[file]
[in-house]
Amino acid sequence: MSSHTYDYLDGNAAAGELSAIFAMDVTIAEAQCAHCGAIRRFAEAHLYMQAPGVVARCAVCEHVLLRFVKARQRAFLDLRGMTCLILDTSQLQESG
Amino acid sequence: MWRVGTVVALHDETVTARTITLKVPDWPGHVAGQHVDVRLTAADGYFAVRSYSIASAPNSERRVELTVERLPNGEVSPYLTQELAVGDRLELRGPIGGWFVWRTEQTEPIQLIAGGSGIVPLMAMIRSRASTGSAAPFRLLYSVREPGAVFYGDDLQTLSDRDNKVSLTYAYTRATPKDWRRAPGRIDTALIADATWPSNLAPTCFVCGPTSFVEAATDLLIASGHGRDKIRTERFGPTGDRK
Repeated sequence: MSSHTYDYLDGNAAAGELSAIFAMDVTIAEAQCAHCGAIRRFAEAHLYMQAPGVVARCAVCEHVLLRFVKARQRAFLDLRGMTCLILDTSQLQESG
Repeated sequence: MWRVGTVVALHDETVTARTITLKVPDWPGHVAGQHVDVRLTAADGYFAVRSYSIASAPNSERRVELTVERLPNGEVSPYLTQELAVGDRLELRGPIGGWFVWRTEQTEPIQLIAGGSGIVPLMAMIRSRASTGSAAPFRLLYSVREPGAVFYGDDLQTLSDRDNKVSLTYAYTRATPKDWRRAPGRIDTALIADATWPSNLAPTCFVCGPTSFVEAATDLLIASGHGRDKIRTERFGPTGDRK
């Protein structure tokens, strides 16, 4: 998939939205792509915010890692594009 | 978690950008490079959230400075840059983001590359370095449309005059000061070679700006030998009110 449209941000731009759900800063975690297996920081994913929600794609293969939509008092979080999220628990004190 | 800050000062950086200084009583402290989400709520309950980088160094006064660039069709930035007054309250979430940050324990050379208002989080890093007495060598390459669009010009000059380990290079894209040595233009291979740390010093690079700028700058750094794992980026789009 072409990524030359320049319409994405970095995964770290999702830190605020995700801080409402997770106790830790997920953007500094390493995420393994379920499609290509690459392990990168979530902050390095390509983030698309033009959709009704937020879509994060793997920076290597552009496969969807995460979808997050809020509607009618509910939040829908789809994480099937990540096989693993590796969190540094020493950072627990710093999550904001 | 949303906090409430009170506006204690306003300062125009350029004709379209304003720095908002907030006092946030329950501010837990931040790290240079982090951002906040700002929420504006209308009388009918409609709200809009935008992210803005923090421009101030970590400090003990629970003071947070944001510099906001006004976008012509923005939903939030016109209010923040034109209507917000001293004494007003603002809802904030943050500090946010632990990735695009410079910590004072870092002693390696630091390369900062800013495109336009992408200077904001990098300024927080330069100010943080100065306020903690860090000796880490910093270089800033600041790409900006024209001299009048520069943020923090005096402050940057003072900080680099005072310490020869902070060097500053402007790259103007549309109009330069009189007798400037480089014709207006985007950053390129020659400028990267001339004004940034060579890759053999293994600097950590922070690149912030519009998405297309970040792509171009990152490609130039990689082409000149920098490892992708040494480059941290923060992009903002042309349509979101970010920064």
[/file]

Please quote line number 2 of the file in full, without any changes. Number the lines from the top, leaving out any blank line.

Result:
Amino acid sequence: MSSHTYDYLDGNAAAGELSAIFAMDVTIAEAQCAHCGAIRRFAEAHLYMQAPGVVARCAVCEHVLLRFVKARQRAFLDLRGMTCLILDTSQLQESG